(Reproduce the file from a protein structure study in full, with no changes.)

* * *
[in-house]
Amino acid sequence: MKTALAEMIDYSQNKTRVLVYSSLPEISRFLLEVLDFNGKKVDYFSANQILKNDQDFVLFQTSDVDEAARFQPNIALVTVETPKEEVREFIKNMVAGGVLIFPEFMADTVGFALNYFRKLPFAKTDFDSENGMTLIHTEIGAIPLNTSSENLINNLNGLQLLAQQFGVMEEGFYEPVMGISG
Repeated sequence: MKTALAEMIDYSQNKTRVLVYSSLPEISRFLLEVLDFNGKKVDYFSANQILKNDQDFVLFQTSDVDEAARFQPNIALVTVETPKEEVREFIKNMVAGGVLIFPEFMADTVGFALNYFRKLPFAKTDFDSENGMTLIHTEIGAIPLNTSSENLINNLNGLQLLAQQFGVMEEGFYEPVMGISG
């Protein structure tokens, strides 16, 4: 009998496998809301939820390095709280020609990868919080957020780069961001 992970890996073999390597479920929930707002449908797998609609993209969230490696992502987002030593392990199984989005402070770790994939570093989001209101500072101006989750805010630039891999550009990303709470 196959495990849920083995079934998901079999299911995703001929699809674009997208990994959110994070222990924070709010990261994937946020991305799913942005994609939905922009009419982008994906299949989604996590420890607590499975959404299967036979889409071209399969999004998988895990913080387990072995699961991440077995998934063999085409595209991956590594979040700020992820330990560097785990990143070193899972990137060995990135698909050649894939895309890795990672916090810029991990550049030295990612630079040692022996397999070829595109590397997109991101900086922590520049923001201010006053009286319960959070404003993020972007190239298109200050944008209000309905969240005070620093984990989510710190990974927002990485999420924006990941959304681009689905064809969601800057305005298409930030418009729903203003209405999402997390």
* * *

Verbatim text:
[in-house]
Amino acid sequence: MKTALAEMIDYSQNKTRVLVYSSLPEISRFLLEVLDFNGKKVDYFSANQILKNDQDFVLFQTSDVDEAARFQPNIALVTVETPKEEVREFIKNMVAGGVLIFPEFMADTVGFALNYFRKLPFAKTDFDSENGMTLIHTEIGAIPLNTSSENLINNLNGLQLLAQQFGVMEEGFYEPVMGISG
Repeated sequence: MKTALAEMIDYSQNKTRVLVYSSLPEISRFLLEVLDFNGKKVDYFSANQILKNDQDFVLFQTSDVDEAARFQPNIALVTVETPKEEVREFIKNMVAGGVLIFPEFMADTVGFALNYFRKLPFAKTDFDSENGMTLIHTEIGAIPLNTSSENLINNLNGLQLLAQQFGVMEEGFYEPVMGISG
């Protein structure tokens, strides 16, 4: 009998496998809301939820390095709280020609990868919080957020780069961001 992970890996073999390597479920929930707002449908797998609609993209969230490696992502987002030593392990199984989005402070770790994939570093989001209101500072101006989750805010630039891999550009990303709470 196959495990849920083995079934998901079999299911995703001929699809674009997208990994959110994070222990924070709010990261994937946020991305799913942005994609939905922009009419982008994906299949989604996590420890607590499975959404299967036979889409071209399969999004998988895990913080387990072995699961991440077995998934063999085409595209991956590594979040700020992820330990560097785990990143070193899972990137060995990135698909050649894939895309890795990672916090810029991990550049030295990612630079040692022996397999070829595109590397997109991101900086922590520049923001201010006053009286319960959070404003993020972007190239298109200050944008209000309905969240005070620093984990989510710190990974927002990485999420924006990941959304681009689905064809969601800057305005298409930030418009729903203003209405999402997390």